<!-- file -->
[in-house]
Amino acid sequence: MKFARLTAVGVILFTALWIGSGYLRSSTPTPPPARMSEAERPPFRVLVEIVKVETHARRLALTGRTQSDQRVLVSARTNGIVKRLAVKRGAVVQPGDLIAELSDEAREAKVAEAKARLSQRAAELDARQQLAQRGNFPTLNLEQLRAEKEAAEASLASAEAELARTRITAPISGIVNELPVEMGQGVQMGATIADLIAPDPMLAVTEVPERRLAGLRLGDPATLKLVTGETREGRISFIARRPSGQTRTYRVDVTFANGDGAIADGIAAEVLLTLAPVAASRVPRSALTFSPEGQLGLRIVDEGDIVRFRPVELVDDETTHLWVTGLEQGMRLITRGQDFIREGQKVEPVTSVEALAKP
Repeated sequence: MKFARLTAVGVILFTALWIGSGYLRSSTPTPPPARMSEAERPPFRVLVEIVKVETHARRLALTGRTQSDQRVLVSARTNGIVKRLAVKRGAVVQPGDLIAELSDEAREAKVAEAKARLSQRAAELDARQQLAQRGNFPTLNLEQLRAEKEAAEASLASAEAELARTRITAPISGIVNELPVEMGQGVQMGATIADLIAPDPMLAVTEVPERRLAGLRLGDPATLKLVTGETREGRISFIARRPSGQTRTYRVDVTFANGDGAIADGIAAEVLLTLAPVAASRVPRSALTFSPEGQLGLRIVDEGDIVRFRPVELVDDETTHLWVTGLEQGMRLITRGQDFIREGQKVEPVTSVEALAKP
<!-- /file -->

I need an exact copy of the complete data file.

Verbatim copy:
[in-house]
Amino acid sequence: MKFARLTAVGVILFTALWIGSGYLRSSTPTPPPARMSEAERPPFRVLVEIVKVETHARRLALTGRTQSDQRVLVSARTNGIVKRLAVKRGAVVQPGDLIAELSDEAREAKVAEAKARLSQRAAELDARQQLAQRGNFPTLNLEQLRAEKEAAEASLASAEAELARTRITAPISGIVNELPVEMGQGVQMGATIADLIAPDPMLAVTEVPERRLAGLRLGDPATLKLVTGETREGRISFIARRPSGQTRTYRVDVTFANGDGAIADGIAAEVLLTLAPVAASRVPRSALTFSPEGQLGLRIVDEGDIVRFRPVELVDDETTHLWVTGLEQGMRLITRGQDFIREGQKVEPVTSVEALAKP
Repeated sequence: MKFARLTAVGVILFTALWIGSGYLRSSTPTPPPARMSEAERPPFRVLVEIVKVETHARRLALTGRTQSDQRVLVSARTNGIVKRLAVKRGAVVQPGDLIAELSDEAREAKVAEAKARLSQRAAELDARQQLAQRGNFPTLNLEQLRAEKEAAEASLASAEAELARTRITAPISGIVNELPVEMGQGVQMGATIADLIAPDPMLAVTEVPERRLAGLRLGDPATLKLVTGETREGRISFIARRPSGQTRTYRVDVTFANGDGAIADGIAAEVLLTLAPVAASRVPRSALTFSPEGQLGLRIVDEGDIVRFRPVELVDDETTHLWVTGLEQGMRLITRGQDFIREGQKVEPVTSVEALAKP